Pinewood Derby Car

Goodbye bandsaw.

I sliced the pinewood derby block into 1/8 inch thick sheets on a table saw, then cut various profiles with the Glowforge and laminated the whole thing back together. Small dowels running laterally helped with alignment of the layers. The acrylic was snapped in via slots forward and rear.

52 Likes

Amazing, Only concern would be how well will it race given the amount of mass taken away for the open compartment, but a design winner for sure!

3 Likes

Great work! Very unique approach.

Isn’t it cool how EVERY project has a laserable solution?

4 Likes

Sweet. That looks very cool.
I never made it far in the Scouts but my Pinewood Derby Car is still with me after all these years.

2 Likes

Great way to introduce yourself to the forum!

The car looks awesome.

3 Likes

I replaced all the mass with tungsten weights near the rear. Race weight was 5.0 ounces.

We got about 10th place overall, mostly due to not doing enough wheel and alignment prep (spent too much time messing with the design :roll_eyes:)

We did win “Best in Show” style award though.

19 Likes

That’s great! I love the idea of cutting the wood into 1/8th inch sheets.

I don’t know if they still permit this, but if they do: sharpen the tires. Rather than having flat tires (wide surface area touching the track), grind them down to blades. It will dramatically speed up the vehicle.

Also, fill those middle holes with metal (heavy screws or lead) so the car hits the maximum permitted weight. The better the car pushes down on the track, the faster it will go. [Just noticed your followup where you said you used weights. Good!]

2 Likes

Welcome and congrats on Best in Show. I look forward to seeing more of your projects.

2 Likes

AMAZING JOB!

That’s exactly what I was going to suggest. Tungsten’s great 'cause you can get it in all sorts of forms, like putty.

2 Likes

@dr.krawetz @dhomburg : In addition to shaping the official wheels to minimize road contact, arrange for only one of the front wheels to actually touch the track. :racing_car: In my experience sufficient overall weight and fine tuning the wheels (and axles) is the key to a first-place finisher. :checkered_flag: The “penalty” for a hot car is lots of travel to regional race-offs. But that can be a fun experience—up until the point someone else has a faster car! :sunglasses:

7 Likes

Yep, this car was set up as a single front wheel “rail rider” design.

Unfortunately, our Pack rules prohibit wheel shaping or I definitely would have.

I volunteered to set up the track the night before the races with several other dads, and of course we had to test the track. hee hee. Our car was consistently smoking the others (who ended up placing the next day) by 3-4 car lengths.

Unfortunately, I pushed it too far by thinking that we were riding the middle island too aggressively, and backing it off a bit. After the adjustment, there ended up being too little steering, and the raised wheel contacted the island some, bleeding off speed. The result was that we were coming in a car length behind cars we had beaten the night before. The adjustment was an almost immeasurable steering-axle turn. :unamused:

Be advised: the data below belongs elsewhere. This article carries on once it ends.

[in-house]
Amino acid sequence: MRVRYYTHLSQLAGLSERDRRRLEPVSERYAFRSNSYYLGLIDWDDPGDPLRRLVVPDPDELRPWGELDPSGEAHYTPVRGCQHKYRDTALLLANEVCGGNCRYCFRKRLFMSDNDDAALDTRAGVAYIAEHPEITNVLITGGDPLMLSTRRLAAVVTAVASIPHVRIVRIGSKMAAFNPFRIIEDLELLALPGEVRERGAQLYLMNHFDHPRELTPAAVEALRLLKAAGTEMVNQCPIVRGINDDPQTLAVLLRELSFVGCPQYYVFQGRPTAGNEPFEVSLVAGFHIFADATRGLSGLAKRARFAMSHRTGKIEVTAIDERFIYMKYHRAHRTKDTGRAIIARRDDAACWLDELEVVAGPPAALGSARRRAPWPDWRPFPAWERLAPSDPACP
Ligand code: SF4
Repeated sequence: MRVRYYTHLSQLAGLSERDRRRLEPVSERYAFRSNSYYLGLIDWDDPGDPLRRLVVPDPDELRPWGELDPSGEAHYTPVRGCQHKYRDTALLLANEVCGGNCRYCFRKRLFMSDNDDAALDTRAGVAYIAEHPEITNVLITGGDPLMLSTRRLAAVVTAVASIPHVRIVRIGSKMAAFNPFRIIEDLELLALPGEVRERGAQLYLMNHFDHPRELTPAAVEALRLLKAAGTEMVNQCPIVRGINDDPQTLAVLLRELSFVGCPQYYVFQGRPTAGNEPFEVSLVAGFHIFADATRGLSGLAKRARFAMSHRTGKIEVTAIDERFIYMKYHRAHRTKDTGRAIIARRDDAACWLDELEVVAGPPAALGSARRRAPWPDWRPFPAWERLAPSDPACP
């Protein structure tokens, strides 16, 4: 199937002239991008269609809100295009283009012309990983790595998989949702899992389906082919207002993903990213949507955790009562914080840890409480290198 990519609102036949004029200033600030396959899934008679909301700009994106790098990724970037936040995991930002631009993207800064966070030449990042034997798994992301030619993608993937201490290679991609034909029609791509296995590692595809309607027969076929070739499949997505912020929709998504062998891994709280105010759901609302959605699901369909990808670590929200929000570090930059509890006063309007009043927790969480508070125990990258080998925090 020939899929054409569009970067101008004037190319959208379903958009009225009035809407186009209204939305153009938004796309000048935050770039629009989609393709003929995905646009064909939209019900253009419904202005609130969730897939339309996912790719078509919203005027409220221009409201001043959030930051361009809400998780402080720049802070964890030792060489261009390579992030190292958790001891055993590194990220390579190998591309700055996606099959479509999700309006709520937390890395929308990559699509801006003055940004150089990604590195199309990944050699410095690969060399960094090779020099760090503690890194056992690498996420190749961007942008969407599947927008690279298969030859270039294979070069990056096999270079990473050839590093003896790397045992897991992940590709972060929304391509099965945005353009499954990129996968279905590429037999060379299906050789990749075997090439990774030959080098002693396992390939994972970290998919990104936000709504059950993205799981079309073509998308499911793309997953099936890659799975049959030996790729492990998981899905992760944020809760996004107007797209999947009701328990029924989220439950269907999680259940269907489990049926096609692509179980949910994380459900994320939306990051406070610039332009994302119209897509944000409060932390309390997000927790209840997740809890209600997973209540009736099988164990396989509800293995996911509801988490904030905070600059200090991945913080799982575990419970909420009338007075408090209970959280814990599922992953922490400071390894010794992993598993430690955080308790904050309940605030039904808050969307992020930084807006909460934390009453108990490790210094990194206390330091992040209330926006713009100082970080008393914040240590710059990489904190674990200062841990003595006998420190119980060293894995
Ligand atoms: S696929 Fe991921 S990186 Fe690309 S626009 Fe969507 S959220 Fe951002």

I really need to build a test track.

2 Likes

Huh. In our Council and Pack, it was the kid’s job to build the car. Parents help but don’t do. Otherwise it’s just an arms race.

We did have separate competitions for Dad Cars.

1 Like

The rules in our pack are that kids sand and paint. Kids or parents can build.

My older son did build his own cars from Bear rank forward, but the younger one is a Tiger (6 yrs). I still have to teach him bandsaw or Adobe illustrator. For my own sanity I wish we had a kids only build rule.

2 Likes

Love that to sliced the block into laser-able sections. Coolest pinewood derby car ever!

1 Like

Great father son project

1 Like

That is awesome!!!

1 Like

Great car! Yes, that age is too young to use tools.

a 6yo using a bandsaw? holy crap. I would never do that.

I made a 2nd place finisher. I whittled my car down to shape. took a while. :slight_smile:

my 2nd little brother from the big brother’s big sisters program was in cub scouts for a while. they had a build session for the cars. it was astonishing. we show up, there is a room full of equipment. kids picks a profile design. guy standing there cuts it. next station. a guy with a tool and die level jig drills the holes. I was amazed.

I asked about how this came about and was told that a kid years ago showed up with his car that he had painted by dipping i in a gallon of paint. (no father in the home) so the dads (many of whom worked at the ford plants here in louisville ) got together and created all of the jigs and patterns etc. so each and every kid would have at least a decent car. it was really something.

and the quality of those jigs… holy smokes. it literally was a pinewood derby racer factory that afternoon.

6 Likes

Now THIS is an idea that @Dan and company should look to sponsor once a year at the HQ, as well as possibly taking it on the road.

Imagine the positive press that could generate.

And if they have a winner at the local level, taking it to some of the regionals / championships. Not sure what other similar activities could be done, but might be a great idea.

They could also partner with JOANN stores for some of the regional activities, if it overlapped geographically with some of the stores with machines in them.

I bet there are a few (or more) folks here on the forums (whether in the “fight club” or not) who would happily volunteer time to help with the machnes at JOANN stores for a project like this…

4 Likes

This is an amazing idea. After building several pinewood derby cars with my son, still looking for ways to use the Glowforge for it.

I’m wondering if you lost a lot of width due to the kerf of the table saw? How did you compensate for that?